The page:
In Africa? More likely a carrier did the muppet in order to be pure and clean again.

    • Zimriel

      Some people got it from transfusions, especially during the early-mid-1980s. Isaac Asimov was one of them.

    • PvtCharlieSlate

      If you haven’t already, buy for your daughter a complete set of the “Chronicles of Narnia” by C.S. Lewis.

      • jayvbellis

        Narnia is very boring.

        Nothing even remotely close to the excitement of The Lord of the Rings.

    • LHathaway

      I hear Hulu Plus and NetFlicks, over the internet, allow you television access of some kind, so you too your mind sucked out.

  • kikz2

    wasn’t Elmo’s black “handler” found out to be a pedo? i f*ckin hated Elmo by the way…. that third person high pitched whine…. i really didn’t let my kids watch ss too much.. but, i hated the insipid Barney even more.. that crap was not allowed on in my home……

  • Barney was actually worse than Sesame St., due to the total lack of attention given to negative events and feelings. It was 100% up-beat, which does absolutely nothing to help kids deal with reality.

    • TruthBeTold

      What I don’t like seeing with children today is how kids are surrounded by primary colors and hand-drawn letters that are often backwards.

      You want to raise childrens’ consciousness not lower it to the youngest common denominator.

      If you set your young children to see their childhood as different from adults especially based on bright, primary colors, I believe it confuses a child.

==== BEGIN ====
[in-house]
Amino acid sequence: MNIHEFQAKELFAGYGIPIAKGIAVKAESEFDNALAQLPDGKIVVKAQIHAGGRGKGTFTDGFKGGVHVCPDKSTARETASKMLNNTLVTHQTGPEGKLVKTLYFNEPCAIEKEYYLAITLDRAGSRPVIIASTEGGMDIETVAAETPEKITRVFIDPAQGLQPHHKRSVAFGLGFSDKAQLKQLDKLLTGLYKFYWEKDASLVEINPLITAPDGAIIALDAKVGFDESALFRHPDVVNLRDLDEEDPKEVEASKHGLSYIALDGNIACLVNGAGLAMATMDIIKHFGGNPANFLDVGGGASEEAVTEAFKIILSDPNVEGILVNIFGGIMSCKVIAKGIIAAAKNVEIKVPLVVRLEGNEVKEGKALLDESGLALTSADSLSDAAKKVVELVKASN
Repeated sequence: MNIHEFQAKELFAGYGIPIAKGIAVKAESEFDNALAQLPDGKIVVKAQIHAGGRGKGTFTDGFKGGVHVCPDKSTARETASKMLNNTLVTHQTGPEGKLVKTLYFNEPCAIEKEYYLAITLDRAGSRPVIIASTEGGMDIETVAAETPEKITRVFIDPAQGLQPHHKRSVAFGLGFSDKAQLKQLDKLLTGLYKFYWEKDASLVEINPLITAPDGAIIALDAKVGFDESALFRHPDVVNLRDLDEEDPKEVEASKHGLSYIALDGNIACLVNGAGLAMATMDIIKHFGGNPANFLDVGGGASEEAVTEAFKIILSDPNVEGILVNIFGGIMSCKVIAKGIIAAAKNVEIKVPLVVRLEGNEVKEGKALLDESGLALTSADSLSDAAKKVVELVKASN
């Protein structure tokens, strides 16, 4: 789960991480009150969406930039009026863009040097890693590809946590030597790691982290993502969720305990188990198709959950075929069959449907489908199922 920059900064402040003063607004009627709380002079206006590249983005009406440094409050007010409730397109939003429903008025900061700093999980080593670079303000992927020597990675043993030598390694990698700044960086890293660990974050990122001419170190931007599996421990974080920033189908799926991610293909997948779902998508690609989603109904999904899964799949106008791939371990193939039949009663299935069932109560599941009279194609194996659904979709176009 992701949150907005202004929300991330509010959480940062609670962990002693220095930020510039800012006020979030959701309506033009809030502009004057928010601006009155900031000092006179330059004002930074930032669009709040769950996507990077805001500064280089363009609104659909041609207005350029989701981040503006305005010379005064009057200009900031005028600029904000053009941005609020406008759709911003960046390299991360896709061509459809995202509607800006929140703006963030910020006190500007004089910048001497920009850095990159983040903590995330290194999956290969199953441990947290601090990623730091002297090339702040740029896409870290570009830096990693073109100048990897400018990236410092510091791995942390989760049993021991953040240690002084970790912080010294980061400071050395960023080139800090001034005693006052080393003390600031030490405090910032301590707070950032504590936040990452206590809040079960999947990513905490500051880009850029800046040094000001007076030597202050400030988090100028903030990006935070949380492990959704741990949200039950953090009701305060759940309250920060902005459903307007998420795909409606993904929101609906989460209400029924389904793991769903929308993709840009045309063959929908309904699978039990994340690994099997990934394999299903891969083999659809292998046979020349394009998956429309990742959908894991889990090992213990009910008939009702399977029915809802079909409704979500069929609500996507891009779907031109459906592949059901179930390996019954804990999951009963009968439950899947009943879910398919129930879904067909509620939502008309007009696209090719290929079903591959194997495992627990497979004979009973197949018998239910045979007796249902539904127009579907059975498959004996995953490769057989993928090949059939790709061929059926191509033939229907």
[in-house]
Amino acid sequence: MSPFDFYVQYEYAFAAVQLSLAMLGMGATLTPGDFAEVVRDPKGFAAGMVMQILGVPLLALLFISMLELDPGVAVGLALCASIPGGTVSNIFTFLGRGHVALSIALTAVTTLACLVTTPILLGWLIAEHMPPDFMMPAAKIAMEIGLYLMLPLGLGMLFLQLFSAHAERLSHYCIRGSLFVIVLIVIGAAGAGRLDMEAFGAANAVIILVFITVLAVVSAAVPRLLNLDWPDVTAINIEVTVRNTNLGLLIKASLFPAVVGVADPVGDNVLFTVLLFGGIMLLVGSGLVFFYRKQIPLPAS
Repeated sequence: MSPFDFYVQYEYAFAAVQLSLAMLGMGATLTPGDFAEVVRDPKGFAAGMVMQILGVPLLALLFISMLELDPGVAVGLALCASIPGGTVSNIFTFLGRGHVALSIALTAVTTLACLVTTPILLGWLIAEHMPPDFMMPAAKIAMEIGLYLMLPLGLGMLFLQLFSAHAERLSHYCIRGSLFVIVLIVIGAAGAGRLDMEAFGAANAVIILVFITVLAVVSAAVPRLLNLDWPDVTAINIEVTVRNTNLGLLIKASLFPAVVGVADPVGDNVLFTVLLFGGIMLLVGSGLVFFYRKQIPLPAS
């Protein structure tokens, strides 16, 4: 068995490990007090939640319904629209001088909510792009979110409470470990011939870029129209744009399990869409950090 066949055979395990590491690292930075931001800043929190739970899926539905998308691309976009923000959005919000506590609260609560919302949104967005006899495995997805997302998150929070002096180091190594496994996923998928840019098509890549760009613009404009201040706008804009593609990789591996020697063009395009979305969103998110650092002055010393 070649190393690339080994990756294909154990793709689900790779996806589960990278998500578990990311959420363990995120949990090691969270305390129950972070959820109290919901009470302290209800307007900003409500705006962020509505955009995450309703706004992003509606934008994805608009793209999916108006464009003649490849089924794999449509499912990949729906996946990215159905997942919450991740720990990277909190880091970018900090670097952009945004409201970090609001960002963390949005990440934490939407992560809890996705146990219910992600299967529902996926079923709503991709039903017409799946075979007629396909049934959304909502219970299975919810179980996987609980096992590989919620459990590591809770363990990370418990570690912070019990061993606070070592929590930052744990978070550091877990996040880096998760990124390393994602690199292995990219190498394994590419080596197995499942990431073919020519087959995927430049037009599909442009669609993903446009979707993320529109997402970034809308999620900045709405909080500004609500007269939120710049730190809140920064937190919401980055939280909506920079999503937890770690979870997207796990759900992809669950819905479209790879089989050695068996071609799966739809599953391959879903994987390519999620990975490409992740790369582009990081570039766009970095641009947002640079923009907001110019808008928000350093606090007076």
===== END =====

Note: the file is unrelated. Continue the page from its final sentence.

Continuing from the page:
This may be what causes problems with ‘tweens’. They were brought up on stereotypes of young children then they have to make a now artificial transition to adulthood.

      • Usually Much Calmer

        Ah, but when the white kids are stultified by bad pedagogy. . . we ARE all equal.

        That’s why I appreciate that AmRen runs stories about cuts to gifted and talented education.

  • Saggin Gin

    Why anyone would waste time, effort, & money trying to teach a negro anything is beyond logic. Same outcome as trying to teach basic arithmetic to a worm. But hey, someones is getting paid to go through the motions.

  • Reverend Bacon

    Yet another lost battle in LBJ’s “Other Vietnam War.” Except this one: was completely unwinnable; has gone on for 50 years; and has cost about 100 times the $trillion or so Vietnam cost in today’s money.

  • Very well done. More Jane Weir in the future, please.

  • Lord Sandwich

    Gilligan’s Island was my idea of diversity as a kid. White people from all walks of life stranded on an island. They don’t know how lucky they were to never be rescued.

    • Ringo Lennon

      Yeah, Sammich, That’s the kind of diversity I like. Hahaha. What about Ginger and Maryann? Mmmm. Mmmm. Both were table grade.

      • Lord Sandwich

        Indeed. High IQ talented beautiful children at that.

      • My favorite TV actress from that era was Barbara Eden in “I Dream of Genie”. A choice between her or Yoko Shimada – “Mariko” – would have been rather difficult for me.

  • Garrett Brown

    I love when older women who have lived through these past decades shut down all the propaganda and revisionist BS. Why would anyone let their beautiful white children watch Sesame Street in the first place? Ever?